XOCOMIL- Book Reading by David Mohrmann, May 6 in Fishbowl
David Mohrmann will read from his novel, XOCOMIL on Friday, May 6 from 12-2pm in the Library Fishbowl.
XOCOMIL spans what many historians term the “Guatemalan Civil War.” That, unfortunately, does not include the USA involvement, or begin to describe how it was experienced by the oppressed indigenous Maya.
The story begins and ends at Lake Atitlán. It travels from traditional Maya villages through the war-torn mountains of Guatemala; from cornfields in Kansas through the jungles of Vietnam; from pot-filled hills in northern California through the psychedelic haunts of San Francisco to the ruins, and magic mushrooms, of southern Mexico. It is about simple lands full of complex intrigues. And hope. Always hope.
Atitlán is translated by some as, “Where the rainbow gets its colors”--by others as, “The place where water gathers.” In either case, a good name for a lake. It is a thousand feet deep. It hides a lot. But its surface reflects a world of human behavior that often taints the beauty of this magical place.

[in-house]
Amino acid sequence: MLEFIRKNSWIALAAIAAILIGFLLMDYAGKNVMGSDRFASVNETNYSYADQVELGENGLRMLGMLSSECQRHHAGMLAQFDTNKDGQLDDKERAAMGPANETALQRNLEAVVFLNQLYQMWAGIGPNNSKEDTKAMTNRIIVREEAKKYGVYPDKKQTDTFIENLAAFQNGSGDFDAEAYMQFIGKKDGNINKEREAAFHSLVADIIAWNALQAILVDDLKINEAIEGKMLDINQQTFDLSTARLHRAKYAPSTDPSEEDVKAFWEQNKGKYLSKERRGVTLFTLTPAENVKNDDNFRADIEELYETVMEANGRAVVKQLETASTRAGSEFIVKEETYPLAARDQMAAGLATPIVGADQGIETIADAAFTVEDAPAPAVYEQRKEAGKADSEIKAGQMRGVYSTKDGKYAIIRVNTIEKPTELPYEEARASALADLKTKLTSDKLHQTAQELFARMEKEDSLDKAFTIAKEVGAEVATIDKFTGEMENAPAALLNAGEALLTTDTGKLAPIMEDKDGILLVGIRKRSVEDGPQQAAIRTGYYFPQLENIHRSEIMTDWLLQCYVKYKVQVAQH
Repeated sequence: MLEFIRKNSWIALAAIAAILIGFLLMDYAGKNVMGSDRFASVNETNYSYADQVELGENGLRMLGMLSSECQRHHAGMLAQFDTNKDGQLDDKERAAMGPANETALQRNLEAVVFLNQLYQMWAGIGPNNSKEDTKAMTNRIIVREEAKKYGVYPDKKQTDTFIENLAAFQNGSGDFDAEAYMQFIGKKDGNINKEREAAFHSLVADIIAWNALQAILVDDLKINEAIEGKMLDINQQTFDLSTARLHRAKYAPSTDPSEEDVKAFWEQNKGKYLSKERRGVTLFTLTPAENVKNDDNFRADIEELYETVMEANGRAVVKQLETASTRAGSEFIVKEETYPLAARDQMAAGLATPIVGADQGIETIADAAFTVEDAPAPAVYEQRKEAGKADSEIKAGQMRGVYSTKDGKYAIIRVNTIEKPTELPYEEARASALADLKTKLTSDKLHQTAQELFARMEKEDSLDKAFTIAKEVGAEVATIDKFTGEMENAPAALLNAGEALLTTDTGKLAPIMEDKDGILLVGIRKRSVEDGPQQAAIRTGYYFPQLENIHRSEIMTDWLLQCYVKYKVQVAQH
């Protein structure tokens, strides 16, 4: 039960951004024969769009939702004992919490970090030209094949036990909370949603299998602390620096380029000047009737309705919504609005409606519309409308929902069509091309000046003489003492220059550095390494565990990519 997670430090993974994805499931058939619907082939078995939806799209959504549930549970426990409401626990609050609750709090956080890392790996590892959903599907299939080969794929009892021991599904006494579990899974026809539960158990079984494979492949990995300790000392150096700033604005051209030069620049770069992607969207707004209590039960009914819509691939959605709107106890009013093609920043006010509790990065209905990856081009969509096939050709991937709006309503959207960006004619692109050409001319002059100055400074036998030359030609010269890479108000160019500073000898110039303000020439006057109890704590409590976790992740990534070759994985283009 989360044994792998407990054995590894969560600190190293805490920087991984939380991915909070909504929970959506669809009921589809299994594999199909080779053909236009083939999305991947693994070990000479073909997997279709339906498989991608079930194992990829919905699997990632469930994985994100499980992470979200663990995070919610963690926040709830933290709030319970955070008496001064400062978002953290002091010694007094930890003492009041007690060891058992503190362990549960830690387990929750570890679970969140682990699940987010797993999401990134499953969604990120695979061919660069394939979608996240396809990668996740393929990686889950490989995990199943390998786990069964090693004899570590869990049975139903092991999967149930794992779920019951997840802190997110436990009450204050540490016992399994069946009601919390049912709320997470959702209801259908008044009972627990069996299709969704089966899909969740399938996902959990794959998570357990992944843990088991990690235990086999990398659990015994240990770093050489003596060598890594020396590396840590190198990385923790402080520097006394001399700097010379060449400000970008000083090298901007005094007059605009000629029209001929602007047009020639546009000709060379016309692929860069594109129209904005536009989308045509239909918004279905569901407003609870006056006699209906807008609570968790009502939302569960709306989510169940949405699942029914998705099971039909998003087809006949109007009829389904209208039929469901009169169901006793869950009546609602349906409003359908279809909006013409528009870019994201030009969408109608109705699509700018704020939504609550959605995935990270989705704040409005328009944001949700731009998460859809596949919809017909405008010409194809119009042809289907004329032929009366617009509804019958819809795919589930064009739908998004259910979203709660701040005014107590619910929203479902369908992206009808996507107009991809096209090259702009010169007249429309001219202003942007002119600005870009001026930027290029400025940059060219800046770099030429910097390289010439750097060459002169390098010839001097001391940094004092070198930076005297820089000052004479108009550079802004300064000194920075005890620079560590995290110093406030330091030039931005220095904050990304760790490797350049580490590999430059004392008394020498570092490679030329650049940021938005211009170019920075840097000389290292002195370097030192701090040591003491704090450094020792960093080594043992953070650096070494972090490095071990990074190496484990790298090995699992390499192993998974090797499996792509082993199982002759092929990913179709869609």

Xocomil is a word unique to Atitlán. It refers to the lake’s strong afternoon wind. Originally it meant, “The demon’s fury.” Since the invasion of Spaniards and Catholicism, however, some converted Maya have taken it to mean, “The wind that carries away sin.”
Regardless of meaning, the Xocomil blows nearly every day. Sometimes with fury.
David Mohrmann received his bachelor's degree in Social Psychology at the University of California in Santa Barbara. After receiving an MFA in Dramatic Writing, he became a member of the Theater, Film and Dance Department at Humboldt State University. He wrote and produced more than 10 plays, but his most significant contribution was in the area of political street theater as a trained practitioner in “Theatre of the Oppressed.” He retired early so that he could get back to writing fiction. His stories have also appeared in Toyon, Brink, The Battered Suitcase, and The Furnace Review.